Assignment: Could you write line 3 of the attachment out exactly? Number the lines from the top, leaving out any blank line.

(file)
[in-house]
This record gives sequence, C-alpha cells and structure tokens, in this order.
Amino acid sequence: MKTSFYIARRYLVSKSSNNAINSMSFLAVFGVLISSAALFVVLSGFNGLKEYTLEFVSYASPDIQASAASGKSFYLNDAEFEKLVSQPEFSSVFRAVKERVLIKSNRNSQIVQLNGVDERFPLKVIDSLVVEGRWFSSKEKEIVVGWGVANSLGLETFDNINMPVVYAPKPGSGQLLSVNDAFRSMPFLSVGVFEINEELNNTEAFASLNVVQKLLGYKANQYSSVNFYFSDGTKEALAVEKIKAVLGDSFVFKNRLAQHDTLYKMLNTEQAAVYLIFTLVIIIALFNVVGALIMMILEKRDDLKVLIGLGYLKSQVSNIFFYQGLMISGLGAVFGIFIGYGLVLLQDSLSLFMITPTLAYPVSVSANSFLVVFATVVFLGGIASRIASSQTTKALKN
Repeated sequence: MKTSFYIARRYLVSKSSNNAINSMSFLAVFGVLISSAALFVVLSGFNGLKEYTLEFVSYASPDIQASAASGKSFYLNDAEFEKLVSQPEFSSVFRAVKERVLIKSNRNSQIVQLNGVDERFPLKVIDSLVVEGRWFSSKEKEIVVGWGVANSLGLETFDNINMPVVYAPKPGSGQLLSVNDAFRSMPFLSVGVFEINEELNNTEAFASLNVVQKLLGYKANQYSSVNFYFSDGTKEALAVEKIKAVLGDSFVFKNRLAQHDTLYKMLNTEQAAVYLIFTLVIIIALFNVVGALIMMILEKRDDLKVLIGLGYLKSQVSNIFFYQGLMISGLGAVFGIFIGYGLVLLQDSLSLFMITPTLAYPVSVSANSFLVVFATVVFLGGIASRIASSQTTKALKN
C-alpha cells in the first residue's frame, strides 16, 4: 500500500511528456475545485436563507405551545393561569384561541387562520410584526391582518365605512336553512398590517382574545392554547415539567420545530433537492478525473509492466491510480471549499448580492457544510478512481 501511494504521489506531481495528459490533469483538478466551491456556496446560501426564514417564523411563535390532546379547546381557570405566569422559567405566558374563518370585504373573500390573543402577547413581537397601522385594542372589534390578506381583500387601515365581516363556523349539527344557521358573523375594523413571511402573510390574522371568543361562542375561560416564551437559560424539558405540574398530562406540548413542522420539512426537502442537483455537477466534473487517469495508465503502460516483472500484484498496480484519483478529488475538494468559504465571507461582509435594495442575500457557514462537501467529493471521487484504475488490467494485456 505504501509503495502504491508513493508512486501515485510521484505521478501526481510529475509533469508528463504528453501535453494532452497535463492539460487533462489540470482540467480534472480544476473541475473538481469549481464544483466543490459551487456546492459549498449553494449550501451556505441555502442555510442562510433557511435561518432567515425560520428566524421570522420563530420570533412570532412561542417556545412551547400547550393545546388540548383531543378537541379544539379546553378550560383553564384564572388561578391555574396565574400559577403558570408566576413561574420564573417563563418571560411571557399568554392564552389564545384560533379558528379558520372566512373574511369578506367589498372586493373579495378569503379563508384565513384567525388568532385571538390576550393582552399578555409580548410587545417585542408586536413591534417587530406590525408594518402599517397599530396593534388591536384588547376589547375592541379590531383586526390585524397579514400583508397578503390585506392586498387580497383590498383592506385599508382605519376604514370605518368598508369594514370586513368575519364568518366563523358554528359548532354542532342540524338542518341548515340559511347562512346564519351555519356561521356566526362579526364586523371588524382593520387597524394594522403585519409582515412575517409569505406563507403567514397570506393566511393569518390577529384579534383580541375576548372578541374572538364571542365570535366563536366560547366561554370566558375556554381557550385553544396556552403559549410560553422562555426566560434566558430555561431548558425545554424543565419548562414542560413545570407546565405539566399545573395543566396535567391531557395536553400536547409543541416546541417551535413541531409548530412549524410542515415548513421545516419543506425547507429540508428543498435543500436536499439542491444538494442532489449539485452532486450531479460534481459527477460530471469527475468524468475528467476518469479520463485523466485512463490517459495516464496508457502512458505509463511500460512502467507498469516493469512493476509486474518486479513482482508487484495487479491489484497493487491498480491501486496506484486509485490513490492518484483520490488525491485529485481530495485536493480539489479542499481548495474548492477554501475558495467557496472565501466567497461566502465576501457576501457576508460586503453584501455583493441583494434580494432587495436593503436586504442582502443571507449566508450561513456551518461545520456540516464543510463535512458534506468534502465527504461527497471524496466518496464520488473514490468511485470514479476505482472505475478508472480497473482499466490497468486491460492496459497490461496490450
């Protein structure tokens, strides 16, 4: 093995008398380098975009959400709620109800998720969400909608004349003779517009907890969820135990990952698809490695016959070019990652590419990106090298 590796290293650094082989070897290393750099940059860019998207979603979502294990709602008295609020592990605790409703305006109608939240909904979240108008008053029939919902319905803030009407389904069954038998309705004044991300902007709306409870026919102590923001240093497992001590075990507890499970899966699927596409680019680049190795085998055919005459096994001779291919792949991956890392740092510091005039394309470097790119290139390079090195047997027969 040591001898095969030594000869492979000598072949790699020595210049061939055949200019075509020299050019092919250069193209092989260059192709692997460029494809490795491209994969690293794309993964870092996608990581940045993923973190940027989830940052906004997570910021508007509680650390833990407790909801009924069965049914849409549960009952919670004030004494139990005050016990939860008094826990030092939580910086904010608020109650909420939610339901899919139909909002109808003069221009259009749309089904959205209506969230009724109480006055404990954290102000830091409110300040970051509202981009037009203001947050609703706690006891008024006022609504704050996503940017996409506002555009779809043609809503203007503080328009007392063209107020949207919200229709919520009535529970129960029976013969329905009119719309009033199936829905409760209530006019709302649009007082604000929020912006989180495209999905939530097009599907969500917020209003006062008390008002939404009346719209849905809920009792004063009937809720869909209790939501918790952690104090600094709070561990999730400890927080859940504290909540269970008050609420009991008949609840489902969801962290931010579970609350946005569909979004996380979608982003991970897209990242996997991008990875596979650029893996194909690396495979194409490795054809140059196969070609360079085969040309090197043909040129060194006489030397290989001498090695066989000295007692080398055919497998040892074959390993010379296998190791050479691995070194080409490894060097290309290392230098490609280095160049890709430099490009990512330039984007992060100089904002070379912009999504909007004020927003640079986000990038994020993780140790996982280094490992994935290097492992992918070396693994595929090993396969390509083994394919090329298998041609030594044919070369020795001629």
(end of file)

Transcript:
Amino acid sequence: MKTSFYIARRYLVSKSSNNAINSMSFLAVFGVLISSAALFVVLSGFNGLKEYTLEFVSYASPDIQASAASGKSFYLNDAEFEKLVSQPEFSSVFRAVKERVLIKSNRNSQIVQLNGVDERFPLKVIDSLVVEGRWFSSKEKEIVVGWGVANSLGLETFDNINMPVVYAPKPGSGQLLSVNDAFRSMPFLSVGVFEINEELNNTEAFASLNVVQKLLGYKANQYSSVNFYFSDGTKEALAVEKIKAVLGDSFVFKNRLAQHDTLYKMLNTEQAAVYLIFTLVIIIALFNVVGALIMMILEKRDDLKVLIGLGYLKSQVSNIFFYQGLMISGLGAVFGIFIGYGLVLLQDSLSLFMITPTLAYPVSVSANSFLVVFATVVFLGGIASRIASSQTTKALKN